The Ontario Court of Appeal recently confirmed that when an employee was terminated for stealing from his employer, he was still entitled to his annual bonus because it was clearly an integral part of his contract, even if he had breached his fiduciary duty.
Facts of the case
An executive at a development firm misappropriated the employer’s labour, materials and funds to renovate his home. When the employer discovered the wrongdoing, the employer terminated the employee for cause and subsequently sued the executive for damages for conversion, breach of employment contract, unjust enrichment and breach of fiduciary duty. The employee counterclaimed in respect of his bonuses for 2007 and 2008, which the employer did not think it had to pay the employee after what happened.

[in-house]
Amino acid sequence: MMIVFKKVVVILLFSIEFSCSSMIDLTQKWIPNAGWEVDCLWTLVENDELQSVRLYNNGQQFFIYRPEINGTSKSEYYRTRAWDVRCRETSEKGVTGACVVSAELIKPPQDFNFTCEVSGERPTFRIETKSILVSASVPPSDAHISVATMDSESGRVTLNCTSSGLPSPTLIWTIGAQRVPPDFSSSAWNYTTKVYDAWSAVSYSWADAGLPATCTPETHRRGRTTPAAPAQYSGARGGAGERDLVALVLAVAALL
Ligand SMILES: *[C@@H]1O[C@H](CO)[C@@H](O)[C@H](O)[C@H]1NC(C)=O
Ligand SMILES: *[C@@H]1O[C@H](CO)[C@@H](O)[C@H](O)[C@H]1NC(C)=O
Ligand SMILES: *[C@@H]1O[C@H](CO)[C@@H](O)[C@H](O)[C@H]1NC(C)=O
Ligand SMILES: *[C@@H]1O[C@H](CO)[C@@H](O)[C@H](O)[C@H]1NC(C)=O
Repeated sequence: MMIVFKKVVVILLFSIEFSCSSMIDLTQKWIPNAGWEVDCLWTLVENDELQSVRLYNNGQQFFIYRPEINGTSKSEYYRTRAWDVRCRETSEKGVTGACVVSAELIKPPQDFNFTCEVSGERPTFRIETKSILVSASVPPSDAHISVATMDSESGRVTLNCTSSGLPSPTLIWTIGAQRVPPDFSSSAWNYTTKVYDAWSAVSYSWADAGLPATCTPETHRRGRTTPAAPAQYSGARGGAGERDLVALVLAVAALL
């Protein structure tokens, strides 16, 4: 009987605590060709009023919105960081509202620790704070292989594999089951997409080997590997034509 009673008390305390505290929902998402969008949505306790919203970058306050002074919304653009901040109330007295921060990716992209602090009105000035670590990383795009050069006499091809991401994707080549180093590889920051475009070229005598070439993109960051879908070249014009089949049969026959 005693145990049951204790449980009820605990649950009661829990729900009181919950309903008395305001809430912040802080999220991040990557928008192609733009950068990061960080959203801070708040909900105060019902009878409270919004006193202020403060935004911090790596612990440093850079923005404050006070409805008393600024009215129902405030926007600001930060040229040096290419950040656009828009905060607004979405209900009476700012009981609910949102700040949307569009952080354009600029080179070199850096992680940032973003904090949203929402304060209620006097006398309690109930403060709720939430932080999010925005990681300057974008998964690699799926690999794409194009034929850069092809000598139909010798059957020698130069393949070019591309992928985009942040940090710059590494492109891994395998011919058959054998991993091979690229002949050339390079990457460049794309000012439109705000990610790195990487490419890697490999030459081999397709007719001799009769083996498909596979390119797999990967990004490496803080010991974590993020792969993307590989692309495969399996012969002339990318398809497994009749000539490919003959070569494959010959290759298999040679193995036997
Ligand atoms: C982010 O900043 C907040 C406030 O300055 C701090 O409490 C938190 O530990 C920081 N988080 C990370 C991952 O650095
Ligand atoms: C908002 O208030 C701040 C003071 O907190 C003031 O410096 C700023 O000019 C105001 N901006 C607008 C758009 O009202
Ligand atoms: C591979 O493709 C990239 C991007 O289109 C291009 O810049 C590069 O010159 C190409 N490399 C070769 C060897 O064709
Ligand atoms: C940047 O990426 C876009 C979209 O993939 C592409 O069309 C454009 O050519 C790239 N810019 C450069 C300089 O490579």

The parties ultimately submitted the dispute to arbitration.
At arbitration, the employee was found to owe the company a fiduciary duty given that he was an officer of the company and one of the few trusted individuals there. However, the arbitrator found the executive was still entitled to his annual bonus equal to 30 percent of the employer’s profits after overhead because it made up an integral part of his employment contract from the very first day he joined the firm. Hence, the arbitrator awarded the employee $364,661.33 to satisfy his unpaid bonuses for 2007 and 2008.
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